Have you changed your position as a reaction towards reality?

Not really. For sure I still kept in mind that I must not use anyone. One is always responsible towards his/her subjects. On the other hand, it is also crucial for a director to be responsible towards himself and the audience. And I often miss that about documentary film. An author begins to take responsibility only towards the protagonist, loses critical perspective, yields to the man in front of the camera and that is how many documentarians film inanimate monuments dedicated to people who don’t deserve it. They only bring forth particular pieces of their lives, only something nice that overshadows the fact that he or she might have been quite a bitch, or at least a controversial character. That's irresponsible. Sure, you can’t defame anyone, but you just cannot yield, because when you film you do so in order to find the truth and you should always bear that in mind: never compromise.


You have majored in Roma studies. Was it difficult for you to drift apart from all your knowledge in order to maintain your concept?

I don’t think so. In fact, I've never been quite a model student of Roma studies. I was rather interested in sociolinguistics and I went though African studies as well. I was no Roma enthusiast who would be in love with Roma culture, not at all. I think my problem wasn’t drifting apart. I was actually interested in the white majority – the author of the decency concept. Ethnic or social minorities do not create this concept, they don’t preach about what is decent. It's us, the so-called white majority, and we make all the decisions.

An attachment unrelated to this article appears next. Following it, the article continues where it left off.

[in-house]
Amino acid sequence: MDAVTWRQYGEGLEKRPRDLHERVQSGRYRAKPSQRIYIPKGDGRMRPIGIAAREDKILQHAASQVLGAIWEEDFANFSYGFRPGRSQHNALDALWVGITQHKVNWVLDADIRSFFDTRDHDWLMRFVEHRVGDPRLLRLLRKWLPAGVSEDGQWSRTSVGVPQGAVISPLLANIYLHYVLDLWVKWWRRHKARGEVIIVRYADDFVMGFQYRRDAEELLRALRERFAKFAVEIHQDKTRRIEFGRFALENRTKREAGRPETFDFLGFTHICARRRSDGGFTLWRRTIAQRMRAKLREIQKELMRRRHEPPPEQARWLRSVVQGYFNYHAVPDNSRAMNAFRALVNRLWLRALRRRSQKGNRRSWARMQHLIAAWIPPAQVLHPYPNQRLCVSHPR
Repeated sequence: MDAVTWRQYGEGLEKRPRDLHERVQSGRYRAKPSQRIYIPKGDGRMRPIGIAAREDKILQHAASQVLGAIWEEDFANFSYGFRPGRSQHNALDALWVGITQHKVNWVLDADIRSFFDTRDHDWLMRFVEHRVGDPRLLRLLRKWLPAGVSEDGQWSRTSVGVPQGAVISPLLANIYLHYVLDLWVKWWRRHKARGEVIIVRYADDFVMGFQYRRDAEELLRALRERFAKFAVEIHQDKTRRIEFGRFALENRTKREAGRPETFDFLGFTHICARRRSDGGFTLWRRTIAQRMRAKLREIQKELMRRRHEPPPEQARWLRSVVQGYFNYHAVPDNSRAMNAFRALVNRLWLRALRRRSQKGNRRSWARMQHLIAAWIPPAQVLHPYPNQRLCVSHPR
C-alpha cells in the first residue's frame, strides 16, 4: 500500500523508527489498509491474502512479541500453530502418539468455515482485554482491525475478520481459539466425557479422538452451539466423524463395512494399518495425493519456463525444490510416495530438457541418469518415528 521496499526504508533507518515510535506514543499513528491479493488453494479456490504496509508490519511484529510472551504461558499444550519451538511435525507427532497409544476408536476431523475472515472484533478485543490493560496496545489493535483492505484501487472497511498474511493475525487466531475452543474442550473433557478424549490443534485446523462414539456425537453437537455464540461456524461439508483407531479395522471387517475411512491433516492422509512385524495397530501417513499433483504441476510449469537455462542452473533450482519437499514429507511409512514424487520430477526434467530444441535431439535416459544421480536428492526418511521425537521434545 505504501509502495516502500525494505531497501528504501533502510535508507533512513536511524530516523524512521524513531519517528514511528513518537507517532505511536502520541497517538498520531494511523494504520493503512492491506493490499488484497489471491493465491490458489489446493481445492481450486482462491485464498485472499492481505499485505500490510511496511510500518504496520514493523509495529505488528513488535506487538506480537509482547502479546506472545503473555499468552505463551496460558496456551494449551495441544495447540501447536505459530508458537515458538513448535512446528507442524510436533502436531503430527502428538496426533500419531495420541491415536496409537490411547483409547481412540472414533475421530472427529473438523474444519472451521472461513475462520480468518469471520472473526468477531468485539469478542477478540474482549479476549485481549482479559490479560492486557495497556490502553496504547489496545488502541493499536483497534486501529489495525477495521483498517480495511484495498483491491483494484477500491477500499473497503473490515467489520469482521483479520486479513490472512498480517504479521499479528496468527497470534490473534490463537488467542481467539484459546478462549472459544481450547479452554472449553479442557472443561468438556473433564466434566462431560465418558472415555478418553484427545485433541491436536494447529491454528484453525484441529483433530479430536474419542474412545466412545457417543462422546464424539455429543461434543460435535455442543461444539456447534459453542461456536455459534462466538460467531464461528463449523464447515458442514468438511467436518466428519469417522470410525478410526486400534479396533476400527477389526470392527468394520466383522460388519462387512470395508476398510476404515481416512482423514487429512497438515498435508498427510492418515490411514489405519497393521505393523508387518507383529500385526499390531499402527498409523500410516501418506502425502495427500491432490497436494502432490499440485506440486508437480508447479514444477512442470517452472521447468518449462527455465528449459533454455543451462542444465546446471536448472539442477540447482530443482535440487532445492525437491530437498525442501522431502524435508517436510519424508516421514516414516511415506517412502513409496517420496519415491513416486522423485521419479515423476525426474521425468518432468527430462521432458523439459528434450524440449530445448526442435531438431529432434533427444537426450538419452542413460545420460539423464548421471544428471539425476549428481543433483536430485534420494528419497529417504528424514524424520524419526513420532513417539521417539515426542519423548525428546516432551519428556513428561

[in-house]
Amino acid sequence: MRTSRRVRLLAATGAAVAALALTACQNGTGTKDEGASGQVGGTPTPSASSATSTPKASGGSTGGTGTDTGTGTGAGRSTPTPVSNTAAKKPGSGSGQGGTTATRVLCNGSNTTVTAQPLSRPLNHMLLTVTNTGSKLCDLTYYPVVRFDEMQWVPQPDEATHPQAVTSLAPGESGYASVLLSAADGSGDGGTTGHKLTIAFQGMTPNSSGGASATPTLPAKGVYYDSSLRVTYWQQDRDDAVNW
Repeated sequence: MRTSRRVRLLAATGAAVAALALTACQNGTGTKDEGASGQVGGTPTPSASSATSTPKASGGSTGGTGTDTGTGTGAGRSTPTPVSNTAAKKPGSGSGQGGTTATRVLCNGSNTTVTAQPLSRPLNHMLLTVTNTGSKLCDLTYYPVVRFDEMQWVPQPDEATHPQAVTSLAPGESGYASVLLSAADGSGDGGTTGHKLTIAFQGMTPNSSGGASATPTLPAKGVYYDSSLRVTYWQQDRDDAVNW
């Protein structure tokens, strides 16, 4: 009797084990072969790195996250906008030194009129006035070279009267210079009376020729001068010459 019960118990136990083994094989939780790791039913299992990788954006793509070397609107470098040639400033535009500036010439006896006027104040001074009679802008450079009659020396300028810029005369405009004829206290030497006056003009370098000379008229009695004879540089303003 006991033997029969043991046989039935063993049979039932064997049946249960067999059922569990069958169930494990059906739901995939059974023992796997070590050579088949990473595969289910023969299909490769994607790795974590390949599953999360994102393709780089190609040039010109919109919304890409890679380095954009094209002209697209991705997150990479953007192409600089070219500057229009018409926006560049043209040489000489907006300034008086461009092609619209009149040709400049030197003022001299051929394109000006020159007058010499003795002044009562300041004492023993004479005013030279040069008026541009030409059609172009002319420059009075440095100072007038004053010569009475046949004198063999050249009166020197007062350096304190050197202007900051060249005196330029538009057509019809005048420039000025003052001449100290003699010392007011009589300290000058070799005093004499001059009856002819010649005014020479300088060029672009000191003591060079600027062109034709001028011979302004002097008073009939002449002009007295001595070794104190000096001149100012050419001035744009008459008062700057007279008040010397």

Decency is a concept without content and forms continually, according to one’s need. There is an amazing example of this in the film. As long as the Vietnamese play our game and don’t allow Roma in their pub, they are decent people – just like us.

That’s why the film features also the police camera images. We are the majority that enforces decency. We demonstrate our decency by having you under surveillance. We are going to investigate as deep as your cleavage to ensure everyone on the street is decent. Nobody attempts to question whether such surveillance itself is decent. The white majority claimed it is. It’s our instrument to reach for a common decency and that explains why I am not really interested in Roma with this film. It’s a common issue, one that seems to accompany all of us here in Europe (and not only here) since forever. One time it's the Jews, another time it’s the Roma, later Arabs. And next time, it’s going to be someone else. As soon as a problem pops up, usually of social nature or intensified by social issues, we find it easiest to frame those who live different lifestyle, the different ones. Because they are not decent, they don’t have a decent lifestyle while we do.


It is hard to reason against this concept, it’s rather fluid.

You can object against particular laws, whether they discriminate or not. When you make it a law for Jews to wear a yellow star, we can certainly bring out an argument about it, but you can never debate decency. The ways we are surveying people around us changes all the time. You can’t contest decency. It always dodges and reformulates itself a bit.

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On Decency

Director: Síbrt Radovan
Production company: Pink Productions s.r.o., Czech TV

O slušnosti , Czech Republic, 2012, 52 min, HD, Personal View, Social Issues, Society

A sturdy miner in his fifties, Mr. K, is sitting with his wife in the living room of his spacious apartment on the fifth floor of a block of flats. The walls are filled with decorations, from the open shelves glass animals, small souvenirs from foreign lands and the family china stare at them. Mr. K is exhausted, can hardly control his emotions. He is on the verge of crying. "I hate them. The only thing they know is how to make children, destroy things and make a mess. That's their culture." Mrs. E, a well-dressed elderly lady is sitting at her favorite table in her favorite restaurant. "The new owners started letting them in. So we explained to them that if they turn it into a gypsy bar we'll stop coming. They stopped letting them in. It's been quiet ever since."Cinematographic essay about decency. Everyday banal situations shed light onto those dark, hidden places in us that unveil the thin border separating normality from abnormality and show us the forces causing the failure of the multi-cultural social model.